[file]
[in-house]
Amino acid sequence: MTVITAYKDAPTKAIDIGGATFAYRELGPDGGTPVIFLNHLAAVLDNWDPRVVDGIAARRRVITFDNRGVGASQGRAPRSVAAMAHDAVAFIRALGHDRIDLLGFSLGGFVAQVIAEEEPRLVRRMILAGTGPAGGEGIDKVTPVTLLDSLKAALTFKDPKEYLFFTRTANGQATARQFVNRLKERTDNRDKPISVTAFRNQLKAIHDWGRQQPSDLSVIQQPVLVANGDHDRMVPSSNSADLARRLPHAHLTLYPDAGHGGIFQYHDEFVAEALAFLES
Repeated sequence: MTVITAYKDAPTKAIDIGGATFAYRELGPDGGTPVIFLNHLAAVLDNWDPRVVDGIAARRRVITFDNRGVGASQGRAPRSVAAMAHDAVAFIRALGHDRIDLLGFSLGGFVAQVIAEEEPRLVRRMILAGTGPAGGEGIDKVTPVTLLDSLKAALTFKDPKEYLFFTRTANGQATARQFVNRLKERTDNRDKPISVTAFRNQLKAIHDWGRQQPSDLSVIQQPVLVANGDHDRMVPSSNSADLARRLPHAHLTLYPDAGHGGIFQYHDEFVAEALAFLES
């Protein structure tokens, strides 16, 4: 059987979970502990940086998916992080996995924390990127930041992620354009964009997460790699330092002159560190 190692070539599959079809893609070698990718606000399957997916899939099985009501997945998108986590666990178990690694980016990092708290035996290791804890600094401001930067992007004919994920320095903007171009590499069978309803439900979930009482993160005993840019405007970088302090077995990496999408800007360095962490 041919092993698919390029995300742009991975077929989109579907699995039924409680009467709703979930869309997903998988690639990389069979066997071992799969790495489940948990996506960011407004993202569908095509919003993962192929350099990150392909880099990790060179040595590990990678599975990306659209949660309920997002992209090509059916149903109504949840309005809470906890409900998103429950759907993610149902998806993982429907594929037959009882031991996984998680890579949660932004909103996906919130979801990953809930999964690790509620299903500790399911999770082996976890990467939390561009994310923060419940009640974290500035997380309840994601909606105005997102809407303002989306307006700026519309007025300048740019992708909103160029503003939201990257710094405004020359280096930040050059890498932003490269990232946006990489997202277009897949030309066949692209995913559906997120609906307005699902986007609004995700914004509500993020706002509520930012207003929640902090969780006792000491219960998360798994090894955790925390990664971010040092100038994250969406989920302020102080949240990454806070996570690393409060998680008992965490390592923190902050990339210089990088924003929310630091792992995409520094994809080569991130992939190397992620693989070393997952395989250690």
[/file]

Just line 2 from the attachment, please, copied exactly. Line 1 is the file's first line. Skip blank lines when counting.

Amino acid sequence: MTVITAYKDAPTKAIDIGGATFAYRELGPDGGTPVIFLNHLAAVLDNWDPRVVDGIAARRRVITFDNRGVGASQGRAPRSVAAMAHDAVAFIRALGHDRIDLLGFSLGGFVAQVIAEEEPRLVRRMILAGTGPAGGEGIDKVTPVTLLDSLKAALTFKDPKEYLFFTRTANGQATARQFVNRLKERTDNRDKPISVTAFRNQLKAIHDWGRQQPSDLSVIQQPVLVANGDHDRMVPSSNSADLARRLPHAHLTLYPDAGHGGIFQYHDEFVAEALAFLES